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Taking a break this Veteran’s Day friday evening from our regularly scheduled apologetics and theology blogging to remember those who served.  This is a 1951 movie that I recently found online and I was surprised that a movie like this was made in the early 50s and that it was made that close after the war.  If you don’t know anything about the Japanese American infantry unit known as the 442nd Regimental Combat Team, you ought to do a little online reading this weekend which would be more than appropriate for Veteran’s Day.  They are still today the most decorated Army unit on the record, with the highest casualty rate sustained by any unit.  And they were serving in a time when Japanese American loyalty were being questioned and their family held in internment camps back in the States which makes the amount of sacrifice shown by these brave men even more phenomenal.  I kind of wish a 21st century movie of this unit would have been made today of the quality of Band of Brothers and Saving Private Ryan.  I think it would sell.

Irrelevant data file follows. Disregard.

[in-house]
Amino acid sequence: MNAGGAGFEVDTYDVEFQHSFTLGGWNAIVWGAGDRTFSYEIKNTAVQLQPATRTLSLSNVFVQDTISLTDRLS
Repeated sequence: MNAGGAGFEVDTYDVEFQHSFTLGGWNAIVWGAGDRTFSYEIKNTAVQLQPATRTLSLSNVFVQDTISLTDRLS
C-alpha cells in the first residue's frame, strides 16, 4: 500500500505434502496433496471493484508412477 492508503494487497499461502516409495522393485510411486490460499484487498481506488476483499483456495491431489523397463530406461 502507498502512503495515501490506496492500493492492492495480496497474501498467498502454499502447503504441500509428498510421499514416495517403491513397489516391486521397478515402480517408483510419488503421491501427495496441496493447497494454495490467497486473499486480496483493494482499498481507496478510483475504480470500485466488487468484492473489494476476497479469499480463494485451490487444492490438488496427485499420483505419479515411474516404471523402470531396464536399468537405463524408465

I was struck with how the movie capture so much reality rather than being another sugar coat war propaganda movie: they did a good job showing the reality of racism, conveying GI culture, referencing specific things that’s Japanese American and made honest allusion to the reality of the internment camp experience.  That was probably the more surprising part of the movie, to see that being acknowledged back in the 50s!  The US government would acknowledge this sad chapter in American history in the 1980s (but that’s another subject, another post and another time!).  On the lighter side of things, I found it funny the movie’s reference to one of the guys being a graduate of USC (I’m a UCLA Bruin) and the small size of Asian infantryman.  As an American Marine of Asian descent, the last part struck a chord with me.  More than one time throughout the movie I was surprised at how it did not caricature Japanese American compared to other movies showing Asian during this time period.  I highly commend this movie in able to capture of slice of reality, conveying bravery and folly, sadness and humor, irony and patriotism with even a consciousness of civilians caught in the mix of war.  Well done film for it’s time.